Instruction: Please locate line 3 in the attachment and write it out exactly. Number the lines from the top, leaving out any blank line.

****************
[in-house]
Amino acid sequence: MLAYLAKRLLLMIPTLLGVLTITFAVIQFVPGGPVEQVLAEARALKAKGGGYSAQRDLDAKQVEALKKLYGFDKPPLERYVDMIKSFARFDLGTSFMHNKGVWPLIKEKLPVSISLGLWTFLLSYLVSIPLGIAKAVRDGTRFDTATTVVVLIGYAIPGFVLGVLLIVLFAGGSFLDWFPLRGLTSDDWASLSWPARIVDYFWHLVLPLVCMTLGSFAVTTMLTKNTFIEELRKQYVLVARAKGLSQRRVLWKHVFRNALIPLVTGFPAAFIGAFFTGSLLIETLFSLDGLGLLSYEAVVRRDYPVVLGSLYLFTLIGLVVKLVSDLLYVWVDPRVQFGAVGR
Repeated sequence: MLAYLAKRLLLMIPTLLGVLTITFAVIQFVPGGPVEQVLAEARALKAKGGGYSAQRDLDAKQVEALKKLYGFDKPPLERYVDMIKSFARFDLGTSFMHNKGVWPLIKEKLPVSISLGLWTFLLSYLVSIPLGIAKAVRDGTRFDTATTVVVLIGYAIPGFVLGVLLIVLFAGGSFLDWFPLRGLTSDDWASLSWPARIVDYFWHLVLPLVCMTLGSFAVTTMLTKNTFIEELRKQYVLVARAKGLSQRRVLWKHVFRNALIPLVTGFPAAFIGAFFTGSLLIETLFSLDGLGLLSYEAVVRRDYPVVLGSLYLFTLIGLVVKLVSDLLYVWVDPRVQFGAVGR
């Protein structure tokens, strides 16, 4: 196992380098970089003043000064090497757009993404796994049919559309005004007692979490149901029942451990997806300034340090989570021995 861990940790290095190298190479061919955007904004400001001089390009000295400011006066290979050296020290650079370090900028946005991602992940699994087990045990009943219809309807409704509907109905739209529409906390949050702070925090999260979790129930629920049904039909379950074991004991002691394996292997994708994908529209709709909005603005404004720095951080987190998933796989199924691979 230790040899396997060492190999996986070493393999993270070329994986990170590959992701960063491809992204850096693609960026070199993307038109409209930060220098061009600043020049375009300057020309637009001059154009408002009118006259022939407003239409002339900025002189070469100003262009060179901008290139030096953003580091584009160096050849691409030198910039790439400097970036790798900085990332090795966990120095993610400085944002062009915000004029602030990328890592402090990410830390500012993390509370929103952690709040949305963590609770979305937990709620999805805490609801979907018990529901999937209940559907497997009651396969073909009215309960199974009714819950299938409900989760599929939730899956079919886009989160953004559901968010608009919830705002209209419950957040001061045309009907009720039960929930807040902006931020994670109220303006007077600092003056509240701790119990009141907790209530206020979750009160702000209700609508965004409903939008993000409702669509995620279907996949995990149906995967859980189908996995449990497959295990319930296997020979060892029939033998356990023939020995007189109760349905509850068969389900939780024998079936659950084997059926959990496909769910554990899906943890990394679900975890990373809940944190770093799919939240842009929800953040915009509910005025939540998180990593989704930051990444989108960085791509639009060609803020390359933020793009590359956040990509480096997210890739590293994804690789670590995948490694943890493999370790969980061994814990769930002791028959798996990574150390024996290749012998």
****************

Repeated sequence: MLAYLAKRLLLMIPTLLGVLTITFAVIQFVPGGPVEQVLAEARALKAKGGGYSAQRDLDAKQVEALKKLYGFDKPPLERYVDMIKSFARFDLGTSFMHNKGVWPLIKEKLPVSISLGLWTFLLSYLVSIPLGIAKAVRDGTRFDTATTVVVLIGYAIPGFVLGVLLIVLFAGGSFLDWFPLRGLTSDDWASLSWPARIVDYFWHLVLPLVCMTLGSFAVTTMLTKNTFIEELRKQYVLVARAKGLSQRRVLWKHVFRNALIPLVTGFPAAFIGAFFTGSLLIETLFSLDGLGLLSYEAVVRRDYPVVLGSLYLFTLIGLVVKLVSDLLYVWVDPRVQFGAVGR